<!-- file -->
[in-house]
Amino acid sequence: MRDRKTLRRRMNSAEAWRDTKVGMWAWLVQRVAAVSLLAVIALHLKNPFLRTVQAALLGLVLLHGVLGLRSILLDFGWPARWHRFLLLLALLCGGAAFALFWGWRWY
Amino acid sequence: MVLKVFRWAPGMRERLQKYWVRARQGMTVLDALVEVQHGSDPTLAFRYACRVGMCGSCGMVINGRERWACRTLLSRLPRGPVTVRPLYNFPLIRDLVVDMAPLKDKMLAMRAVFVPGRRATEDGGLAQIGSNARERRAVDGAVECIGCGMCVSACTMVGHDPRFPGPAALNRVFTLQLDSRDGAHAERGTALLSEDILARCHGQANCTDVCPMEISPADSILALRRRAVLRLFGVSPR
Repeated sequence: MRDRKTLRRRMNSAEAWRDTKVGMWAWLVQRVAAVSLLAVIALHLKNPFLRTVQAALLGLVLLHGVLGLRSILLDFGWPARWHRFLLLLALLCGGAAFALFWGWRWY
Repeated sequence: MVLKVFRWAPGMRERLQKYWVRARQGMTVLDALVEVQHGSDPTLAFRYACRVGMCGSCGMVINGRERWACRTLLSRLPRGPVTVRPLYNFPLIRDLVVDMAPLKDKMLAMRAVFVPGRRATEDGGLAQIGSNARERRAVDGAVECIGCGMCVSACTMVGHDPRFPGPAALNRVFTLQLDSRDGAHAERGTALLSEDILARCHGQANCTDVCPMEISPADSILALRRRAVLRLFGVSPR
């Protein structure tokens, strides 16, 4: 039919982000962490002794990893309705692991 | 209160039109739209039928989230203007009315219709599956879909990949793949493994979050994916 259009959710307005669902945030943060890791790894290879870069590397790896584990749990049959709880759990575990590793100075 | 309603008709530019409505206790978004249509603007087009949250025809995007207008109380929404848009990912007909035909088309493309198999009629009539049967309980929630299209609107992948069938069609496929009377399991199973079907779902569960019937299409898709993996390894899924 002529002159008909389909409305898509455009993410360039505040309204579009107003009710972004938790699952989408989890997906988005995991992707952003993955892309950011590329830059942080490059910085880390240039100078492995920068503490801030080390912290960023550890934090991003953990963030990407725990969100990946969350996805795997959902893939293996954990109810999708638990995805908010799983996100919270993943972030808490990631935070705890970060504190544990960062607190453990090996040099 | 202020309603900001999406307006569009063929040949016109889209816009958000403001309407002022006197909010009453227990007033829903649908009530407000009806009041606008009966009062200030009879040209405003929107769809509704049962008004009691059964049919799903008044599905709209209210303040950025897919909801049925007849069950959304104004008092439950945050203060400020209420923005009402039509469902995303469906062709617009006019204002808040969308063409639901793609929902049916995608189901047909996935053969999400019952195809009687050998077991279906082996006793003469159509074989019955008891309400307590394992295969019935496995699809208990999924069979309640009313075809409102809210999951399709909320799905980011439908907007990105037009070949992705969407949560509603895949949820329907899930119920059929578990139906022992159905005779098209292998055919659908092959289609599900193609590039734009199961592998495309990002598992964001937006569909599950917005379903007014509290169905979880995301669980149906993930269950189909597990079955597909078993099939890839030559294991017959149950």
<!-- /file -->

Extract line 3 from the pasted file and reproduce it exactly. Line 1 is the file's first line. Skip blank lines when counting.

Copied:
Amino acid sequence: MVLKVFRWAPGMRERLQKYWVRARQGMTVLDALVEVQHGSDPTLAFRYACRVGMCGSCGMVINGRERWACRTLLSRLPRGPVTVRPLYNFPLIRDLVVDMAPLKDKMLAMRAVFVPGRRATEDGGLAQIGSNARERRAVDGAVECIGCGMCVSACTMVGHDPRFPGPAALNRVFTLQLDSRDGAHAERGTALLSEDILARCHGQANCTDVCPMEISPADSILALRRRAVLRLFGVSPR